Lobbyists scrambled to file paperwork after special counsel Robert Mueller indicted a pair of top Trump campaign officials with violating a rarely enforced federal law.
News reports began circulating earlier this year that Mueller and FBI agents were examining databases in the U.S. Justice Department's Foreign Agents Registration Unit, and an unusually high number of lobbyists filed paperwork disclosing their overseas work, reported NBC News.
Mueller indicted former Trump campaign manager Paul Manafort and his business partner Rick Gates in October on a variety of charges, including money laundering and failure to register as a foreign agent.
Previously, only three indictments had ever been handed up for alleged FARA violations since the amendment of the Foreign Agents Registration Act in 1966, although none resulted in a conviction.
An NBC News analysis found that first-time filings under FARA jumped 50 percent between 2016 and 2017, while the number of supplemental filings detailing campaign donations, meetings and phone calls doubled to 1,244 last year.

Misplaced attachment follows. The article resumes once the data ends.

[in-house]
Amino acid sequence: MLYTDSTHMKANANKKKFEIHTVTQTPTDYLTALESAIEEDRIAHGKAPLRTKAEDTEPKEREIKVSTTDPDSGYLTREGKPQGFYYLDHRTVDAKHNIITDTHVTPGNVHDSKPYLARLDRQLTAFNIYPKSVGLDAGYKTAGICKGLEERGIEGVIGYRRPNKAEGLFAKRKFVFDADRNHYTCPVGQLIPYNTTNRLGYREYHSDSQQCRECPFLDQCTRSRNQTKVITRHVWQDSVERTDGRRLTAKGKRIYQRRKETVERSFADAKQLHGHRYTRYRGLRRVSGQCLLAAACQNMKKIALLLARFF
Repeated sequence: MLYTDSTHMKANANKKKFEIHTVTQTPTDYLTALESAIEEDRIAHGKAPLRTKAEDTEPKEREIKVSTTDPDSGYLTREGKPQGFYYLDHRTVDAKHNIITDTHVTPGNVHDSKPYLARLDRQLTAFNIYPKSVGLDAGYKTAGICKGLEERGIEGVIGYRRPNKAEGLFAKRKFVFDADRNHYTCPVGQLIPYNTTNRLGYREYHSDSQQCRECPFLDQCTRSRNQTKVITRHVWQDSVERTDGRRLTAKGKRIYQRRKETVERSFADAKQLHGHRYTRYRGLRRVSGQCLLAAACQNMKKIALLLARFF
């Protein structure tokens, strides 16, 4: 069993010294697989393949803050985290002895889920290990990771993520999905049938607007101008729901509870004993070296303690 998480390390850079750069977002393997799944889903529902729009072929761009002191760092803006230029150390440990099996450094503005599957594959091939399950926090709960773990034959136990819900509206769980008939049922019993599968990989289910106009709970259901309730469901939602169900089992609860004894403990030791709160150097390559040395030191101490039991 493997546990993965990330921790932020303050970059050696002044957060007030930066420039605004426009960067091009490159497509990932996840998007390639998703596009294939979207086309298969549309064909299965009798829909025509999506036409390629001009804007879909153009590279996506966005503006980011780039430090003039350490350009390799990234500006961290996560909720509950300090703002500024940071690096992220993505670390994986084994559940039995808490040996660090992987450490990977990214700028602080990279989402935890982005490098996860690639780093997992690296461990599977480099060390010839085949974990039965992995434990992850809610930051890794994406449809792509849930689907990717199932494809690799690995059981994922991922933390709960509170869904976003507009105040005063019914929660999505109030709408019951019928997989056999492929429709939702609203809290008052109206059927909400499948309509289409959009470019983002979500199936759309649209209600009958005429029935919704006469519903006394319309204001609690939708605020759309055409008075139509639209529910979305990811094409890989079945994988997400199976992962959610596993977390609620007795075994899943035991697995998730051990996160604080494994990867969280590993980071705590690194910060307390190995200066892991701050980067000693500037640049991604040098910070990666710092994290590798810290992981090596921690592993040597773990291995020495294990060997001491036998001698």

The parent company of Cambridge Analytica, a data firm owned by Trump donor Robert Mercer, recently filed paperwork showing it had helped spread propaganda against Qatar as part of an information war with Saudi Arabia and United Arab Emirates.
SCL Social Limited disclosed to the Justice Department that it had taken $333,000 from UAE to conduct a social media campaign linking Qatar to terrorism last year, as the Trump administration endorsed the Saudi and UAE positions and cut diplomatic ties with the tiny Gulf nation.
The company created multiple ads on Facebook, Twitter, YouTube and other social media with the hashtag #boycottqatar, which were spread during the United Nations General Assembly meeting in September.
Some of the ads called for President Donald Trump's attention to the issue, but the filing does not otherwise link the president or Cambridge Analytica to the activity.
Lobbyists say American firms have been doing business for foreign governments over the past decade to influence public opinion on humanitarian crises or introduce foreign leaders to U.S. officials.
One lobbyist told NBC News that U.S. firms can function as "little State Departments," and they were often reluctant to file under FARA because their foreign clients preferred to remain anonymous.
But Mueller's attention to FARA regulations has already pulled away some of that veil of secrecy, the network reported.